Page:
Queer Education

Last week, a high school student I know sent me a message with some questions he had about, well, being gay. The questions were good ones, and I gave a lengthy response that I thought I would duplicate here…

we are talking in social class about descrimination in canada. my group got assigned descrimination based on orientation. so my question is is discrimination against gays as prevalent and widespread as the media sometimes portrays? and also does the fact [that] such a big deal is made about gay pride and the like, keep perpetuating the discrimination?? and to what extent should schools (not post secondary) embrace diversity in regards to orientation?? should schools have gay pride rallys [sic] and similar events??

[My response:] Excellent, excellent questions. Let’s see if I can do them any justice…

While in some places — big cities, say, like Toronto and Montreal and Vancouver — being gay doesn’t face very much discrimination day to day, there’s still a lot out there. In the last year or so there were something like half a dozen violent gay bashings in Vancouver alone (we’re talking people getting verbally abused and beat up, requiring emergency hospital visits, facial reconstruction, and in one case long-term coma and eventual death, just for holding hands with another man in the gay village). And while there’s a lot of acceptance by some people, I’m sure there are many who just don’t say anything out loud.

Furthermore, the farther you get from a major city, on average, the worse it is. There was a lot of latent homophobia in Whitby [Ontario, where I used to live]. It is, of course, generally worse as well in religious communities, where parents have a tendency of trying to impose their religious values on publicly-funded schools (which is, by the way, against the Canadian Charter of Rights and Freedoms).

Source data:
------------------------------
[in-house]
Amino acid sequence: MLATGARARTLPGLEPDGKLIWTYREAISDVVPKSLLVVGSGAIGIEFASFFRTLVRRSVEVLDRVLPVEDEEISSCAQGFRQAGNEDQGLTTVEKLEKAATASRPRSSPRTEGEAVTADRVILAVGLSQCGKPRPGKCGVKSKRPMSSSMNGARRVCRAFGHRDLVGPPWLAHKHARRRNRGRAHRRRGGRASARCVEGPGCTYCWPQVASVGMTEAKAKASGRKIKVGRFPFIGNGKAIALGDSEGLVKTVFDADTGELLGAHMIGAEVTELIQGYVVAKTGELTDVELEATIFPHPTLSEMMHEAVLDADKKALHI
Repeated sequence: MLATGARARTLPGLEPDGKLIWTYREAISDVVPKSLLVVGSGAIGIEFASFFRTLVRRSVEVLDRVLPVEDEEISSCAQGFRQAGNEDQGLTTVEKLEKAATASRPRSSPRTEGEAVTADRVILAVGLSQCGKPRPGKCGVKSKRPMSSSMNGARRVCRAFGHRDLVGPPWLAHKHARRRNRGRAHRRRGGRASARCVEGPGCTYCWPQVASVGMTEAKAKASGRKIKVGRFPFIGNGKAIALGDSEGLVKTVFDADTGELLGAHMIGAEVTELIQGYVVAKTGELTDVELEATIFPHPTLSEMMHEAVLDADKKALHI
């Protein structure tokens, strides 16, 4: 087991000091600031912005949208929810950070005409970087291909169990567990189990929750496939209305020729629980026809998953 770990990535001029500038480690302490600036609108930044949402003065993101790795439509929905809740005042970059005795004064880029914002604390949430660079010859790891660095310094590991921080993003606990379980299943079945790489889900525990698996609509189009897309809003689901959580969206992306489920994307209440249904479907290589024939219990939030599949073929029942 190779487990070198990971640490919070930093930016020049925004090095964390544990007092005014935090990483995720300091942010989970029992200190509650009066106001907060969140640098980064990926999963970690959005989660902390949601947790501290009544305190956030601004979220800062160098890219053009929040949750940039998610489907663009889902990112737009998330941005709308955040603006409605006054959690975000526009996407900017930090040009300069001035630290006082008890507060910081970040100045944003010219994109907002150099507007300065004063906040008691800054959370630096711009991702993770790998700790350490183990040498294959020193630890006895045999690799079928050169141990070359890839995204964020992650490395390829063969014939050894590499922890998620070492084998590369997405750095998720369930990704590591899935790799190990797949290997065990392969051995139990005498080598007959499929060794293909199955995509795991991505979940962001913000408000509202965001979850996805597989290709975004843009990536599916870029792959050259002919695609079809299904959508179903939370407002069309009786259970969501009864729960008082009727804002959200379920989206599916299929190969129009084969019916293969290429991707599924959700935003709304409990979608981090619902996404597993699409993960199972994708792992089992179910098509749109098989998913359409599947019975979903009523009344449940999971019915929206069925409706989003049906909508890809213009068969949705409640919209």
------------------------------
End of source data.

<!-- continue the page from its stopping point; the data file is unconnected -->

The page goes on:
There’s a city here in BC called Abbotsford, which is a very religious community out in farm country about an hour and a half from Vancouver. There’s a lot of discrimination there — the BC schools created a high school course called Social Justice 12 that discussed, among other things, social equality for LGBTQ people. So many parents in Abbotsford protested the course (which, let’s be clear, was optional) that the Abbotsford school board removed it from the curriculum.

Homophobia is, on average, also worse in older populations. It was the parents who had a major problem in Abbotsford; many students protested the removal of the course, held Pride rallies, and eventually got the course reinstated.

But as much as things are better in younger crowds, there’s still tons of homophobia among youth. How often do you hear “that’s so gay” in the hallways, or people calling each other “fag”? To put that in perspective — that’s about as bad for a straight person to say as it is for a white person to use the N-word.

To skip to your third question, schools are in fact the most important place to begin education and acceptance of the diversity of sexual orientation and gender identity (which are, by the way, different but equally important issues; I’d highly suggest a bit of research into that. For instance, do you know the difference between sex and gender?). Schools are where kids, teens, can actually get some education about these issues. Teachers have a responsibility to the youth to share this education — if a school has any public funding (that is, from the government), it’s bound by the Canadian Charter of Rights and Freedoms, which includes protecting against discrimination based on sexual orientation.

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